Pain

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What is Pain? Pain is an Output, not an Input. It is the combination of numerous factors that result in a conscious experience that demands your attention. In other words, pain is NOT damaged tissue stimulating pain nerves which send pain signals through pain nerves up to your brain. There’s much more to it.

Here are some of the factors that can contribute to your perception of pain:

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  • Injury & Inflammation – Tissue damage itself stimulates nerves that work through the spinal cord and may be perceived as pain.
  • Neurophysiology – The way the nervous system works, the body’s threat sensors, how they interact at your spinal cord, and the pattern of activity (pain neuromatrix), can all impact your perception of pain. Your brain also has an internal medicine cabinet that can release some of the most powerful drugs known to help minimize pain. These are called endorphins & enkephalins.
  • Pain Experience – Your perception of pain. There is good pain and bad pain. Past experiences with pain matter.
  • Fear – Some may have no fear of pain when they experience pain, while others may be thinking about the worst possible outcomes because of the pain (catastrophizing).
  • Knowledge About Pain – Understanding that pain is complex and much more than just damaged muscle, tendon, ligament, or joint tissue can help relieve the pain.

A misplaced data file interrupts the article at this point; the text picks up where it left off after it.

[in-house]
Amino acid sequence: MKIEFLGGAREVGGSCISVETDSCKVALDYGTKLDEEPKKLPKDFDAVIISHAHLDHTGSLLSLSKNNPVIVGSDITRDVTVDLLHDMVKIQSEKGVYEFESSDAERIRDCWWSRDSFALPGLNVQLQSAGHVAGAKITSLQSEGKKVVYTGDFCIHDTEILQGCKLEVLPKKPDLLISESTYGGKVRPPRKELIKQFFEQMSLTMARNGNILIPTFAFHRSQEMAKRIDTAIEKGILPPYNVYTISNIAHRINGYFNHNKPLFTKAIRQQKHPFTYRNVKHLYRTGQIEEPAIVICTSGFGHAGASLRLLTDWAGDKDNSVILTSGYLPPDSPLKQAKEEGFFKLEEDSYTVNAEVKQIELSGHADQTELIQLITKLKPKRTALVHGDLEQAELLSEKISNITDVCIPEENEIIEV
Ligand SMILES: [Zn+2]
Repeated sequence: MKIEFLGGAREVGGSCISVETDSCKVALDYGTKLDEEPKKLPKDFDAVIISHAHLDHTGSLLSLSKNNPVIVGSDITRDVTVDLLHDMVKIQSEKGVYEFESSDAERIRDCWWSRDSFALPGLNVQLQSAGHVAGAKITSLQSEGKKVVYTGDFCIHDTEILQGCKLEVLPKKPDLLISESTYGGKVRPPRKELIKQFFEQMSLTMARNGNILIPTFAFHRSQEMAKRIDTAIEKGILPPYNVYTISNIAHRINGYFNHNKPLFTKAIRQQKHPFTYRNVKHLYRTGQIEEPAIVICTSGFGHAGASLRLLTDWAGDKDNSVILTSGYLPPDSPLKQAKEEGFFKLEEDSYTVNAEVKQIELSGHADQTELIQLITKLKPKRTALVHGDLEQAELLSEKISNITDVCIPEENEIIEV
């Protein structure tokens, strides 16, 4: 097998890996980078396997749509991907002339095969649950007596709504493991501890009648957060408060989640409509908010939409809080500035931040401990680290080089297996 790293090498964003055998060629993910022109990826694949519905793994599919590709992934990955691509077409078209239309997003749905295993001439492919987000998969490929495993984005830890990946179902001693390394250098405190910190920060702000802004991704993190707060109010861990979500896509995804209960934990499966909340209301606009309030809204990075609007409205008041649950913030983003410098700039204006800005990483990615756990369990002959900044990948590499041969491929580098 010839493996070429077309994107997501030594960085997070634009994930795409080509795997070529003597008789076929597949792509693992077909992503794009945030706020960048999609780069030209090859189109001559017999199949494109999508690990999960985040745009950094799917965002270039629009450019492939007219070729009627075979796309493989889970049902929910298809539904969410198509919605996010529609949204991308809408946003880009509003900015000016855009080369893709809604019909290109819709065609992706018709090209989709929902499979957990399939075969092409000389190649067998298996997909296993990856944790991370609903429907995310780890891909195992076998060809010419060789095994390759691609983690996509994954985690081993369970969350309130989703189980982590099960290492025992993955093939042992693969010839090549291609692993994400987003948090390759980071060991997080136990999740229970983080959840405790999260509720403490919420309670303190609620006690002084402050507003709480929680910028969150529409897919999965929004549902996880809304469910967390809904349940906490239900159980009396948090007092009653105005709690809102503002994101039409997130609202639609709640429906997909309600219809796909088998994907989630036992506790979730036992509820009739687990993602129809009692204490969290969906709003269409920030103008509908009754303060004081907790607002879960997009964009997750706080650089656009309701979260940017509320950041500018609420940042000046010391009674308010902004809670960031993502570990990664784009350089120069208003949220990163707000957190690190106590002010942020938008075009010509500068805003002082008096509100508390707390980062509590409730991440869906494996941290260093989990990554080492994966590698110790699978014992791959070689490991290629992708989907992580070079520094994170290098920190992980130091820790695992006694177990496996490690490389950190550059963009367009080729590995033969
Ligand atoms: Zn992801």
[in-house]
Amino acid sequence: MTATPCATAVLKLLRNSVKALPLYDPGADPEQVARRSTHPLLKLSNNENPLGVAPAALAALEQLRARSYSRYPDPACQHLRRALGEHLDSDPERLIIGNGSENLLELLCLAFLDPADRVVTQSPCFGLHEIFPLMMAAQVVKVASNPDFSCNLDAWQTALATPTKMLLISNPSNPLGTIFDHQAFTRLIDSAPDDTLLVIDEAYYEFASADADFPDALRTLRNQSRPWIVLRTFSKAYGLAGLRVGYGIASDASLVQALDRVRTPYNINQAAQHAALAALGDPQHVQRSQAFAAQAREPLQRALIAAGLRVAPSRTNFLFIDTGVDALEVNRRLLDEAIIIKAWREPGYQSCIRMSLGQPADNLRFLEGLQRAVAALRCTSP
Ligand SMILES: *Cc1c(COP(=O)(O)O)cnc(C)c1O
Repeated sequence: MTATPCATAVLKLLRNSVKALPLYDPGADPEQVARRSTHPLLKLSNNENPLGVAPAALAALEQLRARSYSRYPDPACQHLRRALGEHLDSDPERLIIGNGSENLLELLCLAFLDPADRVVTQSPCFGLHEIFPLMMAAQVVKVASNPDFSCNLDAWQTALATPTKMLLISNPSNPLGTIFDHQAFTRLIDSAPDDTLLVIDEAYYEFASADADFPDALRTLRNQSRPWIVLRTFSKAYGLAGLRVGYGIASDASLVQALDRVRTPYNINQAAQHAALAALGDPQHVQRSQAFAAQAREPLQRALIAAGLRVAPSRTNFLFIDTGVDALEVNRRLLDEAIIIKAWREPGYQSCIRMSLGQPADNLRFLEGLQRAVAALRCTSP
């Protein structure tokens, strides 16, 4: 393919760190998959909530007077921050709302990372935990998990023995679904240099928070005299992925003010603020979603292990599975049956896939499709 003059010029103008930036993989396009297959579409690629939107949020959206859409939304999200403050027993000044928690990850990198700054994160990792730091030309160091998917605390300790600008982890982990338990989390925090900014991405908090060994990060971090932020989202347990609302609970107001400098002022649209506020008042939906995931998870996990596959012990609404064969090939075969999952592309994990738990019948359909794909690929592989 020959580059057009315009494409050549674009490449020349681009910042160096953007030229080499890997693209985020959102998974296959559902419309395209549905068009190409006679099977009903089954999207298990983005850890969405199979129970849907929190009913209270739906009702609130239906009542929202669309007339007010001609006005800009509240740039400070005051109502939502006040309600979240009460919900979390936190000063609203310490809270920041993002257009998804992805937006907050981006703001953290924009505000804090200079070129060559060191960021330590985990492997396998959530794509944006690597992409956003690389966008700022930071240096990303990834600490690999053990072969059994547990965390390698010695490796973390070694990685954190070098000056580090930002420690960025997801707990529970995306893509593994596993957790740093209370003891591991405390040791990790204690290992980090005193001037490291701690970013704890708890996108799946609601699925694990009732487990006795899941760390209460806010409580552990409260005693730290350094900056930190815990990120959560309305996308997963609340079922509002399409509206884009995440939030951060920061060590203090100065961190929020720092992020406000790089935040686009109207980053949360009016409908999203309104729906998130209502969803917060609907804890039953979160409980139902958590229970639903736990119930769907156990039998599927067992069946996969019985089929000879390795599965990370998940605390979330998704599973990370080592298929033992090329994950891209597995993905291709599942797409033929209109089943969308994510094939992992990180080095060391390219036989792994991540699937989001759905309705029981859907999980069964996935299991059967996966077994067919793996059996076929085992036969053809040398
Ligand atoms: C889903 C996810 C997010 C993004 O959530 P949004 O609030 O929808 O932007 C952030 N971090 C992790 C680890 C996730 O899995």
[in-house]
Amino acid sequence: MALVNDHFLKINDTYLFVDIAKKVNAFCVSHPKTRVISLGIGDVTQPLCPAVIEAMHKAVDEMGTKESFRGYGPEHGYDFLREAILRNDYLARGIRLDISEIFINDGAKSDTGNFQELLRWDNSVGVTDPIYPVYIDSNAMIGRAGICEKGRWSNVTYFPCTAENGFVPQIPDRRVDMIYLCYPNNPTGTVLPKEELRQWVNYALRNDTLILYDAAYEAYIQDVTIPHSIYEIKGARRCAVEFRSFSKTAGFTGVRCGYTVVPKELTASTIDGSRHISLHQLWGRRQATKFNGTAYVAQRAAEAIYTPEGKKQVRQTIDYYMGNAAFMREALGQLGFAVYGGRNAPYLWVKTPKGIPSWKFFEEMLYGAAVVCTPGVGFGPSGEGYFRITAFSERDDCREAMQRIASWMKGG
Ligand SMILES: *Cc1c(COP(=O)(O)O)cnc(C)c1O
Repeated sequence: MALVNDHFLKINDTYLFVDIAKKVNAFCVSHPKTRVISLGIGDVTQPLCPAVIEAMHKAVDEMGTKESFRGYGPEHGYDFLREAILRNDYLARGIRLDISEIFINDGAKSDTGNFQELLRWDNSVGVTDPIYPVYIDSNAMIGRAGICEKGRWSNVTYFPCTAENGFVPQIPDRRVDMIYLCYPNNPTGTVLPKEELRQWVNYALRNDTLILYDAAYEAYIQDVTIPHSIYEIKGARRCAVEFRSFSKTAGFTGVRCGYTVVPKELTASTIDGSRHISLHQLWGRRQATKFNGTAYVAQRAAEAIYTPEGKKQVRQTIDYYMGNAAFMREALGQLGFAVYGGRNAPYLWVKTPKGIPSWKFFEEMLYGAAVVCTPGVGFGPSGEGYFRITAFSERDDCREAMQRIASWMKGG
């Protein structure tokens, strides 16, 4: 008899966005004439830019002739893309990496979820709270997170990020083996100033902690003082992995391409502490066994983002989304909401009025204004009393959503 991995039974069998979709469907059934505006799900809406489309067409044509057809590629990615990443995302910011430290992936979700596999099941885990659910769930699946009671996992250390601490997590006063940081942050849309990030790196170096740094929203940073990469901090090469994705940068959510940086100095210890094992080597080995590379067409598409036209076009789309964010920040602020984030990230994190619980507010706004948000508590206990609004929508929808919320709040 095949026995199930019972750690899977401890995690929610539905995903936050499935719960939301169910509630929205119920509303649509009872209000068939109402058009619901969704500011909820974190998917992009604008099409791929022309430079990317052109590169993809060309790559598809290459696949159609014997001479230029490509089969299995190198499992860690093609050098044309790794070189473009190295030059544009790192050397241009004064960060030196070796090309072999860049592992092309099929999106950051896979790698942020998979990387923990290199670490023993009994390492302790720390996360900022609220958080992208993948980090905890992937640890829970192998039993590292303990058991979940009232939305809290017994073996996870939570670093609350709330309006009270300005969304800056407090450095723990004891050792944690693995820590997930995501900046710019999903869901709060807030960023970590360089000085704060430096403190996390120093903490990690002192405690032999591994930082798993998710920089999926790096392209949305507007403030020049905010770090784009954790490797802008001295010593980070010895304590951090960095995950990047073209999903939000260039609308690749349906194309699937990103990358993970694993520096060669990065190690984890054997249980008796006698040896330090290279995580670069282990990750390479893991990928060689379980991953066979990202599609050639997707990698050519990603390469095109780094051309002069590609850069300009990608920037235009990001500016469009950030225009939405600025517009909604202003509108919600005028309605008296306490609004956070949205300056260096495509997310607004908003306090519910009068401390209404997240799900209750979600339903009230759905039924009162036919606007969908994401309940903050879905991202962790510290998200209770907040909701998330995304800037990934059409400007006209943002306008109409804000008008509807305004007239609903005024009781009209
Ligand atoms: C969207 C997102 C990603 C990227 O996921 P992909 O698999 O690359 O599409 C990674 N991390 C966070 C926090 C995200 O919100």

• Avoidance of Movement – Pulling back because of pain or fear of pain
  • Deconditioning – Movements that are normally pain-free or don’t cause fatigue, may stimulate chronic pain. In other words, with fear and avoidance, your body can get out of shape; movements that usually don’t cause pain or fatigue, can cause pain.
  • Emotions – When emotions are low, pain is typically less, and when emotions are high, the brain may put out the perception of pain.
  • Hormones – Hormones like adrenalin and cortisol have been shown to impact pain.
  • Stress – Family, financial, and work stress all play a role in the perception of pain.
  • Contributing Health Conditions – Anxiety & depression both can factor into chronic pain
  • Sleep Habits – Proper sleep habits can certainly help with the perception of pain. Almost everyone has had a headache when they were tired. A headache doesn’t mean you have cancer, it means you didn’t get enough rest.
  • Nutrition – Eating the proper foods can positively impact pain